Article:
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Apple assembly partner Foxconn is planning to build a new $9 billion facility in Saudi Arabia, a report claims, a factory that could be used to expand its business into auto production, possibly even the Apple Car.
As a major contract manufacturer, Foxconn uses many of its factories to build Apple products such as iPhones. In a Monday report, it seems that the company plans to build yet another factory, this time in Saudi Arabia.
Hon Hai Precision Industry Co. has made an offer to the Saudi government for a dual-line foundry, used for "surface-mount technology and water fabrication", sources of the Wall Street Journal say. The facility, valued at $9 billion, will apparently be able to produce items such as microchips, components for electric vehicles, and display electronics.
The offer is apparently under review, with both sides seeking assurances about the project's end result. The Saudi government is thought to want Foxconn to guarantee that at least two-thirds of output is put into Foxconn's existing supply chain, ensuring that the enterprise will be profitable.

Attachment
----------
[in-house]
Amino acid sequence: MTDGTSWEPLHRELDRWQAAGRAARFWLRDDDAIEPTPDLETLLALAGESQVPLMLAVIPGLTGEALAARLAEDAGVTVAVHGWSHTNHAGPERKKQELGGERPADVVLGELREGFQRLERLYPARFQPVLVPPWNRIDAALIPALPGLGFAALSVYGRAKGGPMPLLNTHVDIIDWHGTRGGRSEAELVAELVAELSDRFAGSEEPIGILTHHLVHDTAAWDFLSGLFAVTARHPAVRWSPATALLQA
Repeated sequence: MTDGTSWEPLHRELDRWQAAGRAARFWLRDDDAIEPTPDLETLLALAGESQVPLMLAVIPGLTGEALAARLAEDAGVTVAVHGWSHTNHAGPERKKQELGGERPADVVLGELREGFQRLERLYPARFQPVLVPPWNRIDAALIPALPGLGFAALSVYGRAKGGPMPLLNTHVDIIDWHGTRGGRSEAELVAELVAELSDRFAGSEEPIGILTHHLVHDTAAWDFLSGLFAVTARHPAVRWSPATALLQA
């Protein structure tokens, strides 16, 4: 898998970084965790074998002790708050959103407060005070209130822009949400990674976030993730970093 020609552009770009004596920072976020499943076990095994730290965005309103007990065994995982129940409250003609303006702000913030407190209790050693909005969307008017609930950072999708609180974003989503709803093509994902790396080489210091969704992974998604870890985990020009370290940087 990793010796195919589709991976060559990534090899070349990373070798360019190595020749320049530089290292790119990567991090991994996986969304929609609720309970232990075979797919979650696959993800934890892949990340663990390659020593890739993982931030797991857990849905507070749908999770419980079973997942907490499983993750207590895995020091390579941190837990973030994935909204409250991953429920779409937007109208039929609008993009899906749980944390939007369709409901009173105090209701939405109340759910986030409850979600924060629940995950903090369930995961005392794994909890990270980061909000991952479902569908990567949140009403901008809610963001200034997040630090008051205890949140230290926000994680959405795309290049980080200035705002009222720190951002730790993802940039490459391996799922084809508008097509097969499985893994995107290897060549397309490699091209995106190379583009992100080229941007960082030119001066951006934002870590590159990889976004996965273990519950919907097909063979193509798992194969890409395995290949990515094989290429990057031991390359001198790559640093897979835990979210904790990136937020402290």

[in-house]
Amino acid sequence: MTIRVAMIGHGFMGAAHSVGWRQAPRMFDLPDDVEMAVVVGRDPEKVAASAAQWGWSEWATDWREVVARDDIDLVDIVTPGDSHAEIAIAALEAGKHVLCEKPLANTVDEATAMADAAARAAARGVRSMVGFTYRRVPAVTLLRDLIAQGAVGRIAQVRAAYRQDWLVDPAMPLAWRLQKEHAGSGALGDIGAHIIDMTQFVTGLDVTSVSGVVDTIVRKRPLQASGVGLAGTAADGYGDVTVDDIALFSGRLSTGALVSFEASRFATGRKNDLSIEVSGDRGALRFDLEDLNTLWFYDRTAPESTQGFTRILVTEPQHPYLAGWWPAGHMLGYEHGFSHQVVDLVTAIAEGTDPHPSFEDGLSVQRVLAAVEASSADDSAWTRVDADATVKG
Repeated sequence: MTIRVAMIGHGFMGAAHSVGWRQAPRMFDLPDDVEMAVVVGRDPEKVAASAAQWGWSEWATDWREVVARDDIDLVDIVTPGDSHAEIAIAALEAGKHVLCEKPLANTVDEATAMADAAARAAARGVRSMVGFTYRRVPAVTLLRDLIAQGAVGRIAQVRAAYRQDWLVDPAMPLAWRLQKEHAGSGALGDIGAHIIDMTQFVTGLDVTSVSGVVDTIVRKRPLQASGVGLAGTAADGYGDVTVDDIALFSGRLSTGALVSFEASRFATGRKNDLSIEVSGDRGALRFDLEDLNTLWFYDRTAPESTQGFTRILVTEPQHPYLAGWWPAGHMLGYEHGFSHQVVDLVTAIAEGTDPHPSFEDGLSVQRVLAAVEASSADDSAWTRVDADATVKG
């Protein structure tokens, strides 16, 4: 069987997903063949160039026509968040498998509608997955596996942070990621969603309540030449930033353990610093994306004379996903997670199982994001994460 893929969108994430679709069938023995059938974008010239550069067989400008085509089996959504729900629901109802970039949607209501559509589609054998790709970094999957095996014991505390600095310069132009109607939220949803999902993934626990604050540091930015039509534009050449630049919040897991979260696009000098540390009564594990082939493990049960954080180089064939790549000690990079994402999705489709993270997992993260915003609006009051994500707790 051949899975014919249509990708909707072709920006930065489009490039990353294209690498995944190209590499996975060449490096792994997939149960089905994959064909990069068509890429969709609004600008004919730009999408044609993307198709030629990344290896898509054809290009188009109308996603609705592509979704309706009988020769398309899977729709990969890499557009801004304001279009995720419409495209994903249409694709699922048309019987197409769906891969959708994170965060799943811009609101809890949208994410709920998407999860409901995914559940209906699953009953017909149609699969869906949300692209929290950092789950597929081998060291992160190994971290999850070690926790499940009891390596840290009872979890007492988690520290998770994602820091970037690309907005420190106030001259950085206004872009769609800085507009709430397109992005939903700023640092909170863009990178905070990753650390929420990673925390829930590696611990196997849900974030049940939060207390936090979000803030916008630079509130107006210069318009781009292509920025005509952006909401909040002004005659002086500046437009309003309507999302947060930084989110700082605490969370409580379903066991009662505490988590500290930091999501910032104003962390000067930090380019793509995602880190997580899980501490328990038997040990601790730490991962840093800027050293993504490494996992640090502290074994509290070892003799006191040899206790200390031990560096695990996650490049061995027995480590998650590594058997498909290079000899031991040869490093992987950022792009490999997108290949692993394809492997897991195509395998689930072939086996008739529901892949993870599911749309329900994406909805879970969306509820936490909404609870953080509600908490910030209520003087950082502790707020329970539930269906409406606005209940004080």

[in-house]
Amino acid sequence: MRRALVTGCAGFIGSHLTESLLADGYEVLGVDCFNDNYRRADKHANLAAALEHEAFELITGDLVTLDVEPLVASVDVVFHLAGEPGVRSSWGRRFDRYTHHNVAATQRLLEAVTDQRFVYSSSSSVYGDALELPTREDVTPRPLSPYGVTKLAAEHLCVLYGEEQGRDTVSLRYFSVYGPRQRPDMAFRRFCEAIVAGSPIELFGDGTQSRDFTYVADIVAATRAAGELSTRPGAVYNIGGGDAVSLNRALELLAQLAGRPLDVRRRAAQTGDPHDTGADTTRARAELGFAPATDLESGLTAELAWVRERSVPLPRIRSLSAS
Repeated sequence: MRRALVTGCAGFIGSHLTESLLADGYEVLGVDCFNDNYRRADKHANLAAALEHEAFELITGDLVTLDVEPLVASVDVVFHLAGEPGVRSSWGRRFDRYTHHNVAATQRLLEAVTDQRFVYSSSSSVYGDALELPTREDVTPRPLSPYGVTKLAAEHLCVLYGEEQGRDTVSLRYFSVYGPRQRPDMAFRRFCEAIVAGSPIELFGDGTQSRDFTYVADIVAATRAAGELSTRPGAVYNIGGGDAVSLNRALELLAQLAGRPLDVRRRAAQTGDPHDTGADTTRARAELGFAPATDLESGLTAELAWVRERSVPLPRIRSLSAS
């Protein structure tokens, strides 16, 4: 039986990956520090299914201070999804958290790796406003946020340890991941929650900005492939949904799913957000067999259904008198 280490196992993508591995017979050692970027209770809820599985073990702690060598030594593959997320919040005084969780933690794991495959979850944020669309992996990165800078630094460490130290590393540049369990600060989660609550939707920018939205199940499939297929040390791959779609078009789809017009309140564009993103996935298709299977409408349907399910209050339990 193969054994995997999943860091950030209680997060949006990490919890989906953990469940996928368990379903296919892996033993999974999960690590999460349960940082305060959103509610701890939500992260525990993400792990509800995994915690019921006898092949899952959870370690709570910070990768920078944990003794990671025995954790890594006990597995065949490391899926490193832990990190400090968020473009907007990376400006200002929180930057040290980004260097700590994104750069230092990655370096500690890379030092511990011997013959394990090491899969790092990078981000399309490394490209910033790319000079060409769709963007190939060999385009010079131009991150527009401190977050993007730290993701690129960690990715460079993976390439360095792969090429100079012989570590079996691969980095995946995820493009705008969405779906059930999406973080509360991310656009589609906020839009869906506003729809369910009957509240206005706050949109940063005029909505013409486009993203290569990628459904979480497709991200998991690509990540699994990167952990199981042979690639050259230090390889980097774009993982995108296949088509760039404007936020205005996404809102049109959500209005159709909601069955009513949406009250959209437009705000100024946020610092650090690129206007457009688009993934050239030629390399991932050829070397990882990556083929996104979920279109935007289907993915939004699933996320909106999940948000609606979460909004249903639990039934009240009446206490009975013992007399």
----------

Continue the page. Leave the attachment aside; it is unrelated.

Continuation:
Meanwhile, Foxconn apparently wants incentives like financing, tax holidays, and power and water subsidies. This would be in exchange for setting up a major factory in Neom, an under-development tech-based city-state, as Saudi Arabia tries to diversify away from oil.
Foxconn may not necessarily build its facility in Saudi Arabia. It is reportedly also in talks with the United Arab Emirates about a similar project.
A demand for factory products to be incorporated into existing supply chains does still leave Foxconn with enough room to use the facility for other product types separate from the existing supply chain. This could theoretically include vehicles, a segment Foxconn is keen to join.